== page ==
“She’s fearless and goes well to the basket,” Lado said. Lado likes the depth that he has with his team.

“Because we’re going to play up-tempo, we will have nine or 10 girls who will play,” Lado said. “I’m definitely happy with the turnout. We have a lot of girls who are interested in playing. They’re very energetic. They just have to get used to the up-tempo approach.”

The Vikings open up the 2014-15 season against St. Mary’s Dec. 19. They will also host the Ferguson Holiday Tournament Dec. 29-30, with local rivals Queen of Peace and Lyndhurst in the field, along with Trinity Christian. The Vikings will face nextdoor neighbor Golden Griffins in the opening round.

“I’m looking forward to at,” Lado said. “I think it’s going to be an interesting season.

” Sure looks that way.

Lyndhurst looks to improve in second year under Palek

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By Jim Hague 

Observer Sports Writer 

It’s the second year of Paul Palek’s tenure as the head boys’ basketball coach at Lyndhurst High School and he can already tell the difference.

“You could tell in the first week of practice that it was a lot easier,” said Palek, who guided the Golden Bears to a 10-13 record in his first season. “We had a lot of our offense in already and the kids all knew the drills. They’re learning things a lot quicker and it’s remarkable how much you can do after you have a year under your belt. It makes a big difference.”

The Golden Bears also spent the entire offseason together, playing in the Bloomfield summer league and attending open gyms together.

“We graduated six off the team last year and three of them started,” Palek said. “So this is the first time in my coaching career that I had no idea who is going to start. It has made preseason to be very interesting.”

One player who has to be in the mix is 5-10 senior guard Marc Estevez, who averaged 18 points per game last year for the Golden Bears.

“He broke his hand in February and missed the last seven games of the season,” Palek said. “You could see the drop off. We just weren’t the same without him. I expect him to have a big season.”

Palek will expect Estevez to play a lot more at point guard this season.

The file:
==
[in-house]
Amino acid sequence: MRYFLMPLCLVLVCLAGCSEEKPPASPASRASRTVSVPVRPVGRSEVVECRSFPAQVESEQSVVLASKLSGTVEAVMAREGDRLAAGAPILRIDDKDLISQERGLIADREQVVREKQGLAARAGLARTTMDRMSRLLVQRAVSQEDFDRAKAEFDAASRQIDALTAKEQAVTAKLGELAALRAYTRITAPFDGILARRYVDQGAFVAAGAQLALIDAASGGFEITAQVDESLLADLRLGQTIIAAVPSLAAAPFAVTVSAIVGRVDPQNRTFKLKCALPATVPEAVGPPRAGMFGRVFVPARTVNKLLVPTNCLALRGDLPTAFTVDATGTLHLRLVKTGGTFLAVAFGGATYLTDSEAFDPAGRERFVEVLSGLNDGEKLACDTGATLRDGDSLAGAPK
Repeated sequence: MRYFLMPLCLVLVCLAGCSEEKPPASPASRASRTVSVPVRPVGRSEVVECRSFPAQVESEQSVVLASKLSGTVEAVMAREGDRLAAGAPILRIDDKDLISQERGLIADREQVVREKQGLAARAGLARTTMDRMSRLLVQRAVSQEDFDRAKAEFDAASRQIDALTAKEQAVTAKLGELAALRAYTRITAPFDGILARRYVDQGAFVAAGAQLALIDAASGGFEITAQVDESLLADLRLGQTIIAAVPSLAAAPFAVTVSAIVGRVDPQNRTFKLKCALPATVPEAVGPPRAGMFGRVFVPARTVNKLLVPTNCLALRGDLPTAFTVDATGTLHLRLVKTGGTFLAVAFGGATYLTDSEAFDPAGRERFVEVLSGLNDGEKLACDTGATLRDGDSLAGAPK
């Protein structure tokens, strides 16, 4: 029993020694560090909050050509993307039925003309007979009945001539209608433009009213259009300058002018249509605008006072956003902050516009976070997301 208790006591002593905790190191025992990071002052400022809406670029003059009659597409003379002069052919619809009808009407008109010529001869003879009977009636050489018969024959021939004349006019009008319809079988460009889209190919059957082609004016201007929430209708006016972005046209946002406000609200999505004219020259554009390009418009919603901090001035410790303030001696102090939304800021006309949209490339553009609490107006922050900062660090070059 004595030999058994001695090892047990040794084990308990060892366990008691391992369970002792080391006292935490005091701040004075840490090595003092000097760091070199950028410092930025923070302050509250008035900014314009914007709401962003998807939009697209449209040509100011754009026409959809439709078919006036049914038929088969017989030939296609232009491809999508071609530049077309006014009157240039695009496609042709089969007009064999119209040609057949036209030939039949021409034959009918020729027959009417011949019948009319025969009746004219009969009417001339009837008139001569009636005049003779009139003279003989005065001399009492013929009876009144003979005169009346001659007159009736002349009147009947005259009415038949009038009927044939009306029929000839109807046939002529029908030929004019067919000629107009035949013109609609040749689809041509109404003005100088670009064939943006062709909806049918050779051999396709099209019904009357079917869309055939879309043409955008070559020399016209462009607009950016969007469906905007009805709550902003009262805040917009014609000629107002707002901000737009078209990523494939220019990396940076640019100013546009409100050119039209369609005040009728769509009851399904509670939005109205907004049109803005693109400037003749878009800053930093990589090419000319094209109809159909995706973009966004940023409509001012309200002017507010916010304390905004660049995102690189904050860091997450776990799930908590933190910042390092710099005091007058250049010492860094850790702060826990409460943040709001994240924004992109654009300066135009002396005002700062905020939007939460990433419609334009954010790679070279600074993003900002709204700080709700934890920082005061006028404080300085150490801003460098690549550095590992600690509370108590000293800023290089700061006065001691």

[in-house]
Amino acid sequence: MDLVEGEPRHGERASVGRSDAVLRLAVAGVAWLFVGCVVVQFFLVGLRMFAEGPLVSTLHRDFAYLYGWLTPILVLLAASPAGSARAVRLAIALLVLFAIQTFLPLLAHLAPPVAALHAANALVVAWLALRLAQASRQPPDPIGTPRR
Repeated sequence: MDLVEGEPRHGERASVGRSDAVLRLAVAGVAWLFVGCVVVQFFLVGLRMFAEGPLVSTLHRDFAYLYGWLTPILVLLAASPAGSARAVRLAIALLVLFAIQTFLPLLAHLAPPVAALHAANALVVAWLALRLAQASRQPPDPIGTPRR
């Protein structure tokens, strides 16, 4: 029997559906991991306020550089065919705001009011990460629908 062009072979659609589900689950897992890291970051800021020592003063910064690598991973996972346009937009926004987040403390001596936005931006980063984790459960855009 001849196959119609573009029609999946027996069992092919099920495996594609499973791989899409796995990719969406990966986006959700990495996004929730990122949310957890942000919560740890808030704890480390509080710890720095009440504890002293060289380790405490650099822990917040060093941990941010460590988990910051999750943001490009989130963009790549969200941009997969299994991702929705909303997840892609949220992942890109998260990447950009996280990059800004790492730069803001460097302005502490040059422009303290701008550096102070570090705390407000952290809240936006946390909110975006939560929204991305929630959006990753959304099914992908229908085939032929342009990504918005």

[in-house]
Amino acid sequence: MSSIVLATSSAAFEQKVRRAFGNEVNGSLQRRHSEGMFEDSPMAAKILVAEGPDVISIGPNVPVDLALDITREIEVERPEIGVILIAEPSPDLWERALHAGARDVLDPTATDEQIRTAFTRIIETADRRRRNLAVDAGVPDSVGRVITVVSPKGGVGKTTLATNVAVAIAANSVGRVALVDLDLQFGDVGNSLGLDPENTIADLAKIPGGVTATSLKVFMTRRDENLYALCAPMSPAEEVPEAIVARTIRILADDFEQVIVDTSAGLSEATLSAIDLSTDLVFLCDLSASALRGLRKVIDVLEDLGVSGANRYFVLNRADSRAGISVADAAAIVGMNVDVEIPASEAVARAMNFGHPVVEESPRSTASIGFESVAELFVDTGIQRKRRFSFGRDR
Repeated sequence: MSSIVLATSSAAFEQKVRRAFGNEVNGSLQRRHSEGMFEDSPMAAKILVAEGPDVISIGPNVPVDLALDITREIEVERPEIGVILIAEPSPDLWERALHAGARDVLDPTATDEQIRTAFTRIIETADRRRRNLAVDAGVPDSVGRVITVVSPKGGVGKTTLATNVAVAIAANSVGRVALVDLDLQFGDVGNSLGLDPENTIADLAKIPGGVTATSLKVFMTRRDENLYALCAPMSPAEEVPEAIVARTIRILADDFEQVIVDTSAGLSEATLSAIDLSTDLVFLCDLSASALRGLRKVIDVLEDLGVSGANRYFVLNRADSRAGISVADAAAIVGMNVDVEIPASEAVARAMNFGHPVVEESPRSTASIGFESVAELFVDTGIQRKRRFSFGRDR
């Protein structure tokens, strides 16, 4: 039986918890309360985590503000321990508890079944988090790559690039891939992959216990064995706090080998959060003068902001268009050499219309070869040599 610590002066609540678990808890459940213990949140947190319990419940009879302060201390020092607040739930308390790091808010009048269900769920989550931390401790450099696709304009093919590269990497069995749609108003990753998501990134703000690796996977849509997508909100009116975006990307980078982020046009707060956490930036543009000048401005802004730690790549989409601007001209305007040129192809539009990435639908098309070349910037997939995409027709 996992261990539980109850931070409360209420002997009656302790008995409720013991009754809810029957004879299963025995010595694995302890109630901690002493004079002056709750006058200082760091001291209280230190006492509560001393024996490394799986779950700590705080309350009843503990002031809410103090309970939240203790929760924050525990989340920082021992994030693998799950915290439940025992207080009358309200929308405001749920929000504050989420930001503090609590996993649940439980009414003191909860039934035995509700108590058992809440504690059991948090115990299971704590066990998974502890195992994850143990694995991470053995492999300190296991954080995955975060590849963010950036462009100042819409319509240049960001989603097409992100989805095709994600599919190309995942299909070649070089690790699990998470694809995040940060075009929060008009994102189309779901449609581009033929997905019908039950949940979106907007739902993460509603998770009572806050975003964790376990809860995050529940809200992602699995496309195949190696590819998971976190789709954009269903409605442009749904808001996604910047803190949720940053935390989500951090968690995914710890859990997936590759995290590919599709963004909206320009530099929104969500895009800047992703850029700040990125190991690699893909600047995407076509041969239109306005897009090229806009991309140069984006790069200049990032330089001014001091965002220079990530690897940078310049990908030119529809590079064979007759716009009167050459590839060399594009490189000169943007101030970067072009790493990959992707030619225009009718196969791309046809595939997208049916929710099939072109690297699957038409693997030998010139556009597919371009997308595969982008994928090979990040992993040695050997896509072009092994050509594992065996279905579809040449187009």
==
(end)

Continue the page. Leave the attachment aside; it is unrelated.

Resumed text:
“It is what it is,” Palek said. “He has to have the ball in his hands. It puts added pressure on him, but he’s our best player and we’re going to rely on him. The others have to find their roles.”

Another key contributor will be 6-1 senior forward Brandon Karlok, who played a lot last season.

“Brandon is very athletic, but he needs to step up,” Palek said. “He needs to get his 10 points per game and he needs to get to the foul line more. But he’s a very good athlete and he’s an excellent defender.”

Junior Vinnie Dorio, a 5-foot- 9 guard, will also get a chance to make an impact this season. Dorio, a baseball standout like his older brother Anthony, saw some time with the varsity basketball team last season, especially after Estevez got hurt.

“He got his feet wet and had some experience,” Palek said of Dorio. “He’s a good shooter. He’s going to have to score for us.”

However, Dorio is also coming off an injury.

“He suffered a back injury that shut him down in July and August,” Palek said. “He wasn’t able to do anything, so he’s still catching up a little. But he’s a good athlete and an excellent piece to the puzzle.”

Sophomore Peter Lazeris is a 5-10 forward who has some promise.

“He’s still learning the game a little bit,” Palek said. “But he plays hard and is going to get his opportunity.”

Junior Ryan Brown is a 6-0 forward.

“He didn’t play basketball last year, so we’re trying to see where he fits in,” Palek said. “We’re looking for him to make a contribution to this team.”

Junior Justin Smith is a 6-2 center.

“He’s a physical presence close to the basket,” Palek said. “He can defend well and rebounds.”

Junior Nick DiTommasso is a 5-8 guard who will see time coming off the Lyndhurst bench.

“He can really shoot the ball,” Palek said of DiTommasso. “He’s a legitimate 3-point threat.”

Senior Joey Cosenza is another contributor.

“He helps us inside by being a physical presence,” Palek said. “He makes a big difference defensively.”

What hurt the Golden Bears’ chances this winter was the loss of Peter Guerriero, who suffered a severely broken hand during the football season. The injury required surgery, so Guerriero has been subjected to life on the sidelines.

“If he was healthy, I think we might have had the best backcourt in the league,” Palek said. “We need everyone to step up. I think it’s a transition year, because we lost so much to graduation. We have so many roles available right now. It’s like putting together a puzzle, trying to fill the different roles.”

The Golden Bears open up the 2014-2015 season at New Milford. They then have a week off before facing Hasbrouck Heights.

“I think we have a chance to get better,” Palek said. “The kids have to rely on each other and play hard, which they’re doing.”

Whether that translates into results remains to be seen.